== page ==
As we’ve been announcing the Issue Seven table of contents over the past two weeks, Joshua and I have been juggling the many logistical details that lead up to each issue’s release – both from an editorial standpoint (chasing down image permissions, formatting endnotes) and from a practical one (how many shipping labels do we need again?). And, of course, this means it’s time to announce the next M&T Packing Party!  With every issue so far, we’ve had friends come in from far and wide to help us wrap each magazine in brown paper, affix a wax-sealed trade card, and place it in a rigid mailer with a few pine plane shavings. We’ve loved adding this special touch, and the fun...

Continue reading



Issue 07 T.O.C. – A Shaker’s Perspective on His Community’s Craft

This is last installment in a blog series which reveals the table of contents of upcoming Issue Seven.  Please note that the subscription window which includes Issue Seven is open now until Sep 24th. A NEW CHANGE: WRAPPING FOR SUBSCRIPTIONS ONLY From now on, we will be wrapping magazines (brown paper, wax-sealed trade card, and pine shaving) for subscriptions only, not individually purchased copies of the magazine. This is an effort to simplify things a bit around here. Individual copies can be ordered after the subscriptions ship on September 30th, but if you really do love that wax seal, brown paper, and pine wood shaving, be sure to get a subscription now. If you aren’t sure about your subscription status, you can reach out to us at info@mortiseandtenonmag.com....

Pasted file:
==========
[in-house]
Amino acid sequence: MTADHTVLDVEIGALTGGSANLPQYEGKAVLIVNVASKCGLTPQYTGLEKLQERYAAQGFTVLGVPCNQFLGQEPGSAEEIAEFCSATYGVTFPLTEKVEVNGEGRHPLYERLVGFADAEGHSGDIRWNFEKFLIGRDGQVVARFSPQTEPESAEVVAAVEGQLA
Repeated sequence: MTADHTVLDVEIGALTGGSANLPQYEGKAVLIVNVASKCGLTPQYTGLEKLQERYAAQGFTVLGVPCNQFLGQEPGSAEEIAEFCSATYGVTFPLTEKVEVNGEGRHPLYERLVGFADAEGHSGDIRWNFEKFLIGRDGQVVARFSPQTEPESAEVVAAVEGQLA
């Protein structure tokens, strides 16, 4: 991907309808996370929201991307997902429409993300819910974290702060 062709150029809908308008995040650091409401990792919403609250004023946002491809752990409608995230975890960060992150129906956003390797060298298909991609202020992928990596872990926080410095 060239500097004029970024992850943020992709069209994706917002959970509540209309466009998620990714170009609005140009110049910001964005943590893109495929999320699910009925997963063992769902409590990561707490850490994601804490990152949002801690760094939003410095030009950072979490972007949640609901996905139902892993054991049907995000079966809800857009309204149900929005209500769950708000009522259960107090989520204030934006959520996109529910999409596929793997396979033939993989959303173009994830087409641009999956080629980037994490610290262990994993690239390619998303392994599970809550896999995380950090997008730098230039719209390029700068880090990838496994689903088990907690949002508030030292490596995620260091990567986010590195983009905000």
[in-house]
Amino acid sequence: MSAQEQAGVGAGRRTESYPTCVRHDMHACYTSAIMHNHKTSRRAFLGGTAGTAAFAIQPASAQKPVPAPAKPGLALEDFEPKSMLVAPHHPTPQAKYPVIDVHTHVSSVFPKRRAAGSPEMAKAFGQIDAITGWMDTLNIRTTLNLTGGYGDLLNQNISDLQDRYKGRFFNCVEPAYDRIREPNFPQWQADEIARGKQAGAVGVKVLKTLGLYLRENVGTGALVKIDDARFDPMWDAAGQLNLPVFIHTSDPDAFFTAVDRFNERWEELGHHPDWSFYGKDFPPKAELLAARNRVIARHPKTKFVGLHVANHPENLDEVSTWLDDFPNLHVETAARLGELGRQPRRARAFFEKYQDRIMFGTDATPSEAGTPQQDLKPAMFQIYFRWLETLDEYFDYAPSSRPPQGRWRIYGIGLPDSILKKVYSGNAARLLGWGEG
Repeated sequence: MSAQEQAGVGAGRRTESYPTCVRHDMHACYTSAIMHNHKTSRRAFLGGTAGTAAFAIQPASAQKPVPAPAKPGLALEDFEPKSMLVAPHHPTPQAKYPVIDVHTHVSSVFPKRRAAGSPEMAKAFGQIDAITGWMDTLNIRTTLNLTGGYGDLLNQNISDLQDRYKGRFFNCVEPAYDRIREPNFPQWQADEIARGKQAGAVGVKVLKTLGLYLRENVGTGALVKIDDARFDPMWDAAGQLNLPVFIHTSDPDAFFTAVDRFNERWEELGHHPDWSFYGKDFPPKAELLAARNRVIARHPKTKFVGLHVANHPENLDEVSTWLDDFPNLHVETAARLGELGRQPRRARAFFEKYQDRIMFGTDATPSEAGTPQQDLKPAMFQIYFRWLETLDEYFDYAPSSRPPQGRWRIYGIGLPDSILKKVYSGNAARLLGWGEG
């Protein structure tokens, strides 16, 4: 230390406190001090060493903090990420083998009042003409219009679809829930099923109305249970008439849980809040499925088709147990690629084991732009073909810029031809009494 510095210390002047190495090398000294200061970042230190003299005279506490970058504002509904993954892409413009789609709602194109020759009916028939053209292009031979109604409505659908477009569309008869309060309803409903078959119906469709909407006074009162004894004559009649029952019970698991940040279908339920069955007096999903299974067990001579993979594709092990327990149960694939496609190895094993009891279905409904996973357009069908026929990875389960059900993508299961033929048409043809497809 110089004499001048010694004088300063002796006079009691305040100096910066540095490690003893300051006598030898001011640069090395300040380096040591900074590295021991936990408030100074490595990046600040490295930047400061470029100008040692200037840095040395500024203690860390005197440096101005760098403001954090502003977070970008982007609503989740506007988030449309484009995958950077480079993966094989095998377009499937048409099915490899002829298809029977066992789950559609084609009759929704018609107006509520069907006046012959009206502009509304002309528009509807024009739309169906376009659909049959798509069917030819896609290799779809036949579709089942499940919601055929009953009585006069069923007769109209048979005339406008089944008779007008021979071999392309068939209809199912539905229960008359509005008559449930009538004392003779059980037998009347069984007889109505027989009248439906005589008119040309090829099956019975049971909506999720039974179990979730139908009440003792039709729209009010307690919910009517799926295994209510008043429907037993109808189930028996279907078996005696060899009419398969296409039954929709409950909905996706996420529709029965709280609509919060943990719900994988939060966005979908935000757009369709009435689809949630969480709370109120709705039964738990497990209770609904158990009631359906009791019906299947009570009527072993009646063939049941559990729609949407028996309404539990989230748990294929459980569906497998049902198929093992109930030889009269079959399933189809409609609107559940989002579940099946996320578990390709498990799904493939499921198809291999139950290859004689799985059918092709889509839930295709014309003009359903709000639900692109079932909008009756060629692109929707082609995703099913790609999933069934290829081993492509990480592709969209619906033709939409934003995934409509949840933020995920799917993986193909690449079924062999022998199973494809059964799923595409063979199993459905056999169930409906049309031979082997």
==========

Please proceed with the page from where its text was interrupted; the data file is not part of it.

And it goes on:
Continue reading



Issue 07 T.O.C. – Axioms of Pre-industrial Craft with George Walker

“What do a prehistoric flint spearpoint, a Windsor chair, and a carved wooden spoon have in common?” begins author George Walker. What follows is a fascinating, winsome defense of what Walker calls the “Axioms of Craft,”: guiding principles that have been universally accepted by artisans from time immemorial. Tracing the thread back 12,000 years to the Clovis culture, following it through Ancient Greece and into the Victorian Era, Walker makes his case for the immutability of these three guiding principles: “Firmitas, strength and durability; comoditas, function; and venustas, beauty.” All craftsmanship had to contain these values in complementary measure, he argues, or it was considered lacking and mediocre.

Continue reading



Issue 07 T.O.C. – A Good Day's Work with Richard Arnold

What constitutes a “good day’s work” for a hand-tool craftsman? Judging by historical accounts, quite an impressive amount. Different period references cited a number of tasks that were typically accomplished in a day, but author and professional joiner Richard Arnold looks to the classic memoir of Walter Rose for guidance. In his 1937 book, The Village Carpenter, Rose notes that “the making of a simple four-panel inside door was considered a good day’s work.”

Continue reading



Issue 07 T.O.C. – Understanding David Pye’s “Workmanship of Risk”

Have you read David Pye’s classic book, The Nature and Art of Workmanship? If so, you’re in the minority among those woodworkers who express a strong opinion of this seminal work. Many have heard of Pye’s concept of “Workmanship of Risk,” and often hold marked views of the concept (either positive and negative) based on secondhand opinions rather than personal reflection on his actual arguments. Pye’s philosophical explorations into the nature of craft seem even more relevant today than they did when the book was first published over 50 years ago, as tremendous advancements in woodworking tool technology (CNC machines, Bluetooth-equipped saws) have found their way into many hobbyists’ shops. 

Continue reading